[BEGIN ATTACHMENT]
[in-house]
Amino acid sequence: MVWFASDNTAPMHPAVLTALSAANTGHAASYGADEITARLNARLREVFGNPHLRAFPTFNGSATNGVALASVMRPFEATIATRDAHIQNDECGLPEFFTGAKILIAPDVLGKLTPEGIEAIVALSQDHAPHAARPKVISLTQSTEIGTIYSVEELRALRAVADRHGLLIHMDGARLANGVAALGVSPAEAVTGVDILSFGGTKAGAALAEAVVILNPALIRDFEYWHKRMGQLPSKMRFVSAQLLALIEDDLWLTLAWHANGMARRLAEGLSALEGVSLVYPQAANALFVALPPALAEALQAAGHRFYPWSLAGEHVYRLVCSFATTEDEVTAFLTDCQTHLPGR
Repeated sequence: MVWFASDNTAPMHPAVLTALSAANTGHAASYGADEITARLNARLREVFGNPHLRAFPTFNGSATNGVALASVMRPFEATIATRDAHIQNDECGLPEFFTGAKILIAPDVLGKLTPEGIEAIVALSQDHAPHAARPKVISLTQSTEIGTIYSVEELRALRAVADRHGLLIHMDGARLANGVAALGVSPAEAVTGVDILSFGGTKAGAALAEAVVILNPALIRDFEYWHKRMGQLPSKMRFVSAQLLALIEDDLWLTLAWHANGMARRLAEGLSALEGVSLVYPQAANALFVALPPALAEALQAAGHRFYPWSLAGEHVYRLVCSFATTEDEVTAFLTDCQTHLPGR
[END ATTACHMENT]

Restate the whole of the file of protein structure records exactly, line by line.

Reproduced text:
[in-house]
Amino acid sequence: MVWFASDNTAPMHPAVLTALSAANTGHAASYGADEITARLNARLREVFGNPHLRAFPTFNGSATNGVALASVMRPFEATIATRDAHIQNDECGLPEFFTGAKILIAPDVLGKLTPEGIEAIVALSQDHAPHAARPKVISLTQSTEIGTIYSVEELRALRAVADRHGLLIHMDGARLANGVAALGVSPAEAVTGVDILSFGGTKAGAALAEAVVILNPALIRDFEYWHKRMGQLPSKMRFVSAQLLALIEDDLWLTLAWHANGMARRLAEGLSALEGVSLVYPQAANALFVALPPALAEALQAAGHRFYPWSLAGEHVYRLVCSFATTEDEVTAFLTDCQTHLPGR
Repeated sequence: MVWFASDNTAPMHPAVLTALSAANTGHAASYGADEITARLNARLREVFGNPHLRAFPTFNGSATNGVALASVMRPFEATIATRDAHIQNDECGLPEFFTGAKILIAPDVLGKLTPEGIEAIVALSQDHAPHAARPKVISLTQSTEIGTIYSVEELRALRAVADRHGLLIHMDGARLANGVAALGVSPAEAVTGVDILSFGGTKAGAALAEAVVILNPALIRDFEYWHKRMGQLPSKMRFVSAQLLALIEDDLWLTLAWHANGMARRLAEGLSALEGVSLVYPQAANALFVALPPALAEALQAAGHRFYPWSLAGEHVYRLVCSFATTEDEVTAFLTDCQTHLPGR